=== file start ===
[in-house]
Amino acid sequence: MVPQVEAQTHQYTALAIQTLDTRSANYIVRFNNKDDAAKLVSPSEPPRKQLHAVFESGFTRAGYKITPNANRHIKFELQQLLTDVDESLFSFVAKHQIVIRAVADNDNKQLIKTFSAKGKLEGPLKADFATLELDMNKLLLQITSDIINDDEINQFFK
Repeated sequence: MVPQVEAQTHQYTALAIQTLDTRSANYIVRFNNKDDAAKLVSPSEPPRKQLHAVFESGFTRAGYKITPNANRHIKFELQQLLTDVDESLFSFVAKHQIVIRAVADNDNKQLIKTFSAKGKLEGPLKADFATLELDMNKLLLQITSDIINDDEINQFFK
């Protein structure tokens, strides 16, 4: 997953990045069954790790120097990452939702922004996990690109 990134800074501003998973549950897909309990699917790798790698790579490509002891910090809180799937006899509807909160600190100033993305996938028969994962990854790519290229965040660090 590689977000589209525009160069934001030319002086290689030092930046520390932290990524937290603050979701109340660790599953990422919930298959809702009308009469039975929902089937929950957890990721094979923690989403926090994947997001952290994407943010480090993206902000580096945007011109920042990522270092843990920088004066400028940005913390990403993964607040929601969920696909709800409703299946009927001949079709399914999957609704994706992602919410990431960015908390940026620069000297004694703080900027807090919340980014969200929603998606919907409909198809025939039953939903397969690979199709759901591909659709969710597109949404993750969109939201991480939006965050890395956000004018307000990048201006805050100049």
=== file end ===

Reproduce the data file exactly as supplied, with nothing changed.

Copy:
[in-house]
Amino acid sequence: MVPQVEAQTHQYTALAIQTLDTRSANYIVRFNNKDDAAKLVSPSEPPRKQLHAVFESGFTRAGYKITPNANRHIKFELQQLLTDVDESLFSFVAKHQIVIRAVADNDNKQLIKTFSAKGKLEGPLKADFATLELDMNKLLLQITSDIINDDEINQFFK
Repeated sequence: MVPQVEAQTHQYTALAIQTLDTRSANYIVRFNNKDDAAKLVSPSEPPRKQLHAVFESGFTRAGYKITPNANRHIKFELQQLLTDVDESLFSFVAKHQIVIRAVADNDNKQLIKTFSAKGKLEGPLKADFATLELDMNKLLLQITSDIINDDEINQFFK
């Protein structure tokens, strides 16, 4: 997953990045069954790790120097990452939702922004996990690109 990134800074501003998973549950897909309990699917790798790698790579490509002891910090809180799937006899509807909160600190100033993305996938028969994962990854790519290229965040660090 590689977000589209525009160069934001030319002086290689030092930046520390932290990524937290603050979701109340660790599953990422919930298959809702009308009469039975929902089937929950957890990721094979923690989403926090994947997001952290994407943010480090993206902000580096945007011109920042990522270092843990920088004066400028940005913390990403993964607040929601969920696909709800409703299946009927001949079709399914999957609704994706992602919410990431960015908390940026620069000297004694703080900027807090919340980014969200929603998606919907409909198809025939039953939903397969690979199709759901591909659709969710597109949404993750969109939201991480939006965050890395956000004018307000990048201006805050100049």